Thermos may have caused deadly 2017 Flushing bus crash, investigators say

A charter bus struck an MTA bus on Northern Boulevard and Main Street in Flushing, on Sept. 18, 2017, killing three people and injuring 17, police said. Photo Credit: Howard Schnapp

A thermos bottle could have gotten stuck under or between the control pedals, the National Transportation Safety Board said.

A charter bus struck an MTA bus on Northern Boulevard and Main Street in Flushing, on Sept. 18, 2017, killing three people and injuring 17, police said.
A charter bus struck an MTA bus on Northern Boulevard and Main Street in Flushing, on Sept. 18, 2017, killing three people and injuring 17, police said. Photo Credit: Red Bull Media House

A dropped thermos bottle may have been the cause of the deadly 2017 bus crash in Flushing, the National Transportation Safety Board said Thursday. 

The driver of an empty Dahlia Group charter bus died and two other people were killed when he slammed into an MTA bus on Sept. 18, 2017. The driver "was conscious and aware of the hazardous conditions preceding the crash but was unable to control the vehicle’s speed," the NTSB said in its report.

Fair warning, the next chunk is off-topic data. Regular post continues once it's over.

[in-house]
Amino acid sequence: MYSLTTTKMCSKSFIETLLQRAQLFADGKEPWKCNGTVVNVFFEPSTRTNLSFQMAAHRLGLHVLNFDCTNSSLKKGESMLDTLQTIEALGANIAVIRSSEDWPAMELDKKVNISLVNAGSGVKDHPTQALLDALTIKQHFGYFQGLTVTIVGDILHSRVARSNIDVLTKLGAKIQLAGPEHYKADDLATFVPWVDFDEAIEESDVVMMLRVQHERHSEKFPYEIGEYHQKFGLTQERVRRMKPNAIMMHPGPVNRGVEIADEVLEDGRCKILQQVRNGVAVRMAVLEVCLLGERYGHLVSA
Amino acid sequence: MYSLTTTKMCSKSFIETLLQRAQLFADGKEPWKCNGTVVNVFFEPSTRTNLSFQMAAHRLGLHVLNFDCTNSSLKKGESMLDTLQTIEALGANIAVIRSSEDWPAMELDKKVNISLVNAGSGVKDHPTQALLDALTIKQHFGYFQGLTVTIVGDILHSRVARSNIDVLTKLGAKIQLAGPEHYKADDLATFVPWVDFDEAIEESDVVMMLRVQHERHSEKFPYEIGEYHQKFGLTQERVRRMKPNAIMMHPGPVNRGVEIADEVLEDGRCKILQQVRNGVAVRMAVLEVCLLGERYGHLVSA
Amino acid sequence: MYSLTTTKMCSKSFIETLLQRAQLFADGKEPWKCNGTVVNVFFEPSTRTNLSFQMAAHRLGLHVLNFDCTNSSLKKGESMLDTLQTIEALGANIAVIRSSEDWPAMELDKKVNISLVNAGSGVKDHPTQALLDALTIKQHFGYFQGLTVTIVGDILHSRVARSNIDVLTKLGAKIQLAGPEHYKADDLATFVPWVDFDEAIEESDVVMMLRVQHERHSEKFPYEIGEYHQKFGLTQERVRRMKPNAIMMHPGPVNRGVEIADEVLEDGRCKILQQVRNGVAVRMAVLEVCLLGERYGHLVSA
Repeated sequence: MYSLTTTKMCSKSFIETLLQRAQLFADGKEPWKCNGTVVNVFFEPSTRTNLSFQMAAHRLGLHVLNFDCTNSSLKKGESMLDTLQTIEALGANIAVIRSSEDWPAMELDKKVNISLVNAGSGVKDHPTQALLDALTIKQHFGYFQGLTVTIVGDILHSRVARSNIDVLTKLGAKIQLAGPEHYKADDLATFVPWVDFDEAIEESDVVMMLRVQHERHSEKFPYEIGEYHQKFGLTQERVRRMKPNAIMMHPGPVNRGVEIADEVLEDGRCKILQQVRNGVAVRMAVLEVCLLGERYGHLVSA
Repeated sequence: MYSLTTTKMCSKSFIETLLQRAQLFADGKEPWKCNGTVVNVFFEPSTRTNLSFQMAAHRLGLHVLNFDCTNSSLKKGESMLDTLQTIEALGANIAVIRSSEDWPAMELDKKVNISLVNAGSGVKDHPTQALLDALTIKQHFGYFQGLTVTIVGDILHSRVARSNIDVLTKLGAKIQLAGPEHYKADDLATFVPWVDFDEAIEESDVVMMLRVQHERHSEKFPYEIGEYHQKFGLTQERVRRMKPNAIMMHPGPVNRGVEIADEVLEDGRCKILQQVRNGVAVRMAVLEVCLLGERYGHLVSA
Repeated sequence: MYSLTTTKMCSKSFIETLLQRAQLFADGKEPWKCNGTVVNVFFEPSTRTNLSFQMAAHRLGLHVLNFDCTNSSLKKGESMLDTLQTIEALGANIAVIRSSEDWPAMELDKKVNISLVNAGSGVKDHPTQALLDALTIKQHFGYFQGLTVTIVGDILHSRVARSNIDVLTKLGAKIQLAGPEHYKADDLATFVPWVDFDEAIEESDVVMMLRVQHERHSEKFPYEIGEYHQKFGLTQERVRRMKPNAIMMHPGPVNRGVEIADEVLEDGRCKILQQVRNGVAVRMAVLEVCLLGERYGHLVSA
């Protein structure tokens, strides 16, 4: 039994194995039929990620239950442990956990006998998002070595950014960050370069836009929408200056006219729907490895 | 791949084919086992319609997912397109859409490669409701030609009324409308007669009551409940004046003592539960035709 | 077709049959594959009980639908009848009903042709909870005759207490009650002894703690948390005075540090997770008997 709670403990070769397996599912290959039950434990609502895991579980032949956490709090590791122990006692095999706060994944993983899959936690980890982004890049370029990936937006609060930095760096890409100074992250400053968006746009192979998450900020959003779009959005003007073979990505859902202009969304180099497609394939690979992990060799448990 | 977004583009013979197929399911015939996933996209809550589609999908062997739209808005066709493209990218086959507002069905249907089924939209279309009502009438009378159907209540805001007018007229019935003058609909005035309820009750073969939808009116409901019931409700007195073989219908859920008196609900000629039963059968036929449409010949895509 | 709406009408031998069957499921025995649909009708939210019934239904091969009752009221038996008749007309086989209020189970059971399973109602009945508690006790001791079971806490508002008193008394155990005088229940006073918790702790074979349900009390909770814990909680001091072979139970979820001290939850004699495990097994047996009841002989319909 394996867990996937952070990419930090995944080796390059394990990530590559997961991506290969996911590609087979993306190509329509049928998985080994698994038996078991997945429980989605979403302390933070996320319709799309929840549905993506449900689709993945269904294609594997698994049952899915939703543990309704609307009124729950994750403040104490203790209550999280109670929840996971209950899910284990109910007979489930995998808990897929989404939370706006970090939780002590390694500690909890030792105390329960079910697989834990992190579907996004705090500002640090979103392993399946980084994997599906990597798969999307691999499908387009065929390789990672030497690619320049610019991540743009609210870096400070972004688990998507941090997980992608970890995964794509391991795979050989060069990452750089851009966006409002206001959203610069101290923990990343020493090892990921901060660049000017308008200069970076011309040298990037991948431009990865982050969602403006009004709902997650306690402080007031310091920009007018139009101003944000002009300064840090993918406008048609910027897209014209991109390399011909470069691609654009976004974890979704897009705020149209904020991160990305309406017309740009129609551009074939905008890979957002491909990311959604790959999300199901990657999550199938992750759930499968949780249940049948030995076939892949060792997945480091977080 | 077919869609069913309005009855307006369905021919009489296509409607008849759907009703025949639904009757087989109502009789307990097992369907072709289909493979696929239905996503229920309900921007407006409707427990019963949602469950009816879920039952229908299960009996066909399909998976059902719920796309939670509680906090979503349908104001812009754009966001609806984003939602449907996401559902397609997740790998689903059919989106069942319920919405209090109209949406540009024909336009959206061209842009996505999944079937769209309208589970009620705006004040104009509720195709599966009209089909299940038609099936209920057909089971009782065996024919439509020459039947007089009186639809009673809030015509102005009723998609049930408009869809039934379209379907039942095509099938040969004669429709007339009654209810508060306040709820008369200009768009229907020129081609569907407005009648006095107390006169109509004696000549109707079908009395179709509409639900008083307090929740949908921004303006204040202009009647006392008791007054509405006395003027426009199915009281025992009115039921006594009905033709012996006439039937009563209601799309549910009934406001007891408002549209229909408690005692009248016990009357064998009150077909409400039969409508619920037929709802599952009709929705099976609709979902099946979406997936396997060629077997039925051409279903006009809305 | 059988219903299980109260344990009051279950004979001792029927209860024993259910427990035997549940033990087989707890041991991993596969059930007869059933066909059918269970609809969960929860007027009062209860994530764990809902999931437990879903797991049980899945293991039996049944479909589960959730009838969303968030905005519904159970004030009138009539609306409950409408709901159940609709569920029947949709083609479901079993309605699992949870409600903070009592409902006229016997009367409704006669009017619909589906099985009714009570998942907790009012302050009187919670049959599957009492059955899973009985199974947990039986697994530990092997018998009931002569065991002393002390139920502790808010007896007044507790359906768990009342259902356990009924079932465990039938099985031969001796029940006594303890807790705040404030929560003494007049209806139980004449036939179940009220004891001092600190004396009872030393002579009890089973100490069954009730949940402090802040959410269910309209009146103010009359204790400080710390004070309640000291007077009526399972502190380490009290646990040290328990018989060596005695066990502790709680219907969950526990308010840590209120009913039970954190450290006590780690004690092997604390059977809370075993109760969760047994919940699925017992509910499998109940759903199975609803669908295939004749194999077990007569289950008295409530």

The collision’s impact caused the MTA bus, with 15 passengers on board, to spin 120 degrees. The charter bus then mounted the sidewalk and crashed into a Kennedy Fried Chicken. 

The reason the driver, identified as Raymond Mong, 49, couldn’t slow down could have been because a thermos bottle, which was found near the bus’ control pedals the day of the crash, may have gotten stuck under the brake pedal or between the brake and accelerator pedals, the NTSB said.

Audio from the charter bus’ GPS reveals a metal rattling sound, followed by exclamations from the driver, just before the bus increases speed, according to the NTSB. Within seconds, the bus accelerated from 30 mph to 60 mph and hit the MTA bus at the intersection of Northern Boulevard and Main Street. 

Investigators could not conclude definitively that the thermos was what made the sound in the audio recording or that it was jammed under or between the pedals, but it “could not be ruled out as a possible cause.”

NTSB said investigators “found no evidence that the motor coach driver’s experience, training, route familiarity or pre-crash activities were factors in the collision.”

However, Mong was working for the company illegally. Just a day after the crash, a DMV spokeswoman said there was “no record” of Mong’s status as a driver for the bus company, Dahlia Group Inc., as required by law. He also had previously been arrested and charged for driving a car under the influence in Connecticut, records show.

The crash’s victims included Henry Wdowiak, 68, who was walking on the sidewalk at the time of the collision, and Gregory Liljefors, 55, a passenger on the MTA bus.

Nicole Brown